1 edition published in 1992 in English and held by 0 libraries worldwide
To reinvestigate the potential toxicity of diisopropyl methylphosphonate (DIMP) in mink (Mustela vison), a 90-day dosed-feed study and a pharmacokinetic/metabolic study in mink and rats were conducted. Eighty 12-13 month-old brown Ranch Wild mink of each sex were randomized by body weight into eight dose groups of ten animals per sex. The animals were caged individually; food consumption and body weight were determined weekly. Blood samples were obtained before treatment began and at weeks 3, 7 and 13. All animals were examined at necropsy and microscopically. The target dose groups were 0, 50, 450, 2700, 5400 and 8000 ppm. The actual concentrations fed were between 97.6 and 133.5% of the target doses. Males and females in the 8000 ppm group consumed 20% and 24% less food than respective controls and overall mean body weight for both sexes was 18% less than the untreated control group. DIMP, Metabolism, Subchronic, Lab animals, MINK, rats
Comparison of Three Rations in Military Scout Dogs Under Moderate Thermal Stress ( file )
1 edition published in 1971 in English and held by 0 libraries worldwide
To determine whether Standard Item dog foods (dry) would provide sufficient nutrients to permit military working dogs to maintain body weight and work efficiently in warm climates, 3 rations were compared in German Shepherd dogs undergoing Army Scout Dog Training at Ft. Benning, Ga., during July, Aug., and Sept., 1968. The rations were the two Standard Item dry dog foods and a specially-formulated dry ration (MSD). Weight loss occurred in half of the dogs which completed 12 weeks of training. However, as a group, those dogs fed MSD gained weight while those fed the two Standard Item diets lost weight. At least 50 kcal. absorbed per pound of body weight/day were required to prevent weight loss. MSD contains approximately 50% more calories as digestible energy, and each of its macronutrients (protein, fat, carbohydrate, dry matter) was 10-20% more digestible. Thus, not only does MSD contain more calories but its overall digestibility was 94%, compared with 80% for the Standard Item rations. A ration having the palatability and nutrient characteristics of MSD is strongly recommended for military dogs. Moderate to high ambient temperature (75-99F) especially when combined with high relative humidities (95-75%) are poorly tolerated by dogs. In this study, effects ranged from death to milder forms of heat exhaustion. When even slightly overheated, many dogs were inattentive to instruction and were easily distracted. Nearly all dogs consumed less on the hottest days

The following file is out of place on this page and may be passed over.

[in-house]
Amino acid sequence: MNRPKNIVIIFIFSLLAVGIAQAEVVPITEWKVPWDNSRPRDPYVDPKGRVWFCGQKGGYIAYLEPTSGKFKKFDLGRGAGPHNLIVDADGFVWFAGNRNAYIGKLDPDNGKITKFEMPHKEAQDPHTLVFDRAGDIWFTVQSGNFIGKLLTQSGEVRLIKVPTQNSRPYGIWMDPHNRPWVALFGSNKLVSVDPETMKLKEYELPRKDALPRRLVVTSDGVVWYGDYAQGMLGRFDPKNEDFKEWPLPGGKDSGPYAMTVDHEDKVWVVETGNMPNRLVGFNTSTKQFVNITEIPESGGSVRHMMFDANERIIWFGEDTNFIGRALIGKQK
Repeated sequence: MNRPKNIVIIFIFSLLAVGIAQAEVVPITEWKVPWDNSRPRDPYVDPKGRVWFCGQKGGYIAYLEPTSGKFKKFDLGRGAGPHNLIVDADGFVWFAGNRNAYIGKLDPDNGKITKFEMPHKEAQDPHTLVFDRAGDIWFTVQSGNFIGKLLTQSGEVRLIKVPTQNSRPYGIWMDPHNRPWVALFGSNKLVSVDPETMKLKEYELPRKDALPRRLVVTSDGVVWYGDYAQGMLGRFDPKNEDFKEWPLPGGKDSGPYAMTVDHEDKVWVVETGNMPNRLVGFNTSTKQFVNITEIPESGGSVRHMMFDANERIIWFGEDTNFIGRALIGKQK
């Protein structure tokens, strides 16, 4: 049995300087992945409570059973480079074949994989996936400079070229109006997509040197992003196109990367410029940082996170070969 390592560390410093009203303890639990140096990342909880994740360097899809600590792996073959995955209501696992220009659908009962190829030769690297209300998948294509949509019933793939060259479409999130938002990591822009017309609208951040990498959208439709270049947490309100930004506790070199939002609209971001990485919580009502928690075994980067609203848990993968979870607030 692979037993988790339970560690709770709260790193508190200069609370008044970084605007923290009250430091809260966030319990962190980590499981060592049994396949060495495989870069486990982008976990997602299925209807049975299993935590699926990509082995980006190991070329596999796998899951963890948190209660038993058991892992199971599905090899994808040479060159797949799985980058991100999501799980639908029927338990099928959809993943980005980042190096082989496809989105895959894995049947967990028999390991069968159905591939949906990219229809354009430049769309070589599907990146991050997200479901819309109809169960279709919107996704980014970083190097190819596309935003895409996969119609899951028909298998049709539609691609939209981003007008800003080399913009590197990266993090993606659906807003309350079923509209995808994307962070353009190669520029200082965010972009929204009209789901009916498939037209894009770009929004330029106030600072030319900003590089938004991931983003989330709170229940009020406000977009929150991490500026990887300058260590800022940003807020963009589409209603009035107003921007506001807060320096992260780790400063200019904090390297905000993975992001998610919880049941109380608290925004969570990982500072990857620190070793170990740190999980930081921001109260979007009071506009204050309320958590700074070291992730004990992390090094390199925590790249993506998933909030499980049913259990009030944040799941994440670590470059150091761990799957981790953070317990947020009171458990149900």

Developmental Toxicity (Dominant Lethal Mutation) Study on Agent Lewisite. Dominant Lethal Study of Lewisite in Male Rats ( file )
1 edition published in 1993 in English and held by 0 libraries worldwide
Lewisite (dichloro(2-chlorovinyl)arsine, Agent L) was investigated as part of the US Army Toxicological Program on Chemical Agents. The study was conducted during January - April, 1990. Dosing was performed during 3-12 January, 1990. Twenty male CD rats per dose group were given 1.5, 0.75 or 0.375 mg/kg Lewisite or vehicle control (one ml sesame seed oil) daily by gavage for 5 days. Positive control males were given one ml sesame seed oil by gavage on Day 1-4 and on Day 5 they were given an intraperitoneal injection of 100 mg/kg ethyl methanesulphonate, a known mutagen. Each male was mated to two virgin females (12 weeks of age) per counted and the uteri and contents were examined. Implantation sites were categorized as live/dead fetuses or early/late resorption. No significant differences inreproductive indices were seen between treatment groups and the control group with the exception of the positive control. Males were killed during Week 13 and necropsied. Sperm morphology/modify, testicular histopathologic evaluation and morphometric analysis of seminiferous tubule cross-sections revealed no differences among Lewisite-treated rats and rats given sesame seed oil. There was no indication of a dominant lethal mutagenic or other toxic effect on the male reproductive tract as a result of exposure to Lewisite, under the conditions of this study. The No Observable Adverse Effect Level was the highest dose used, 1.500 mg/kg
English (6)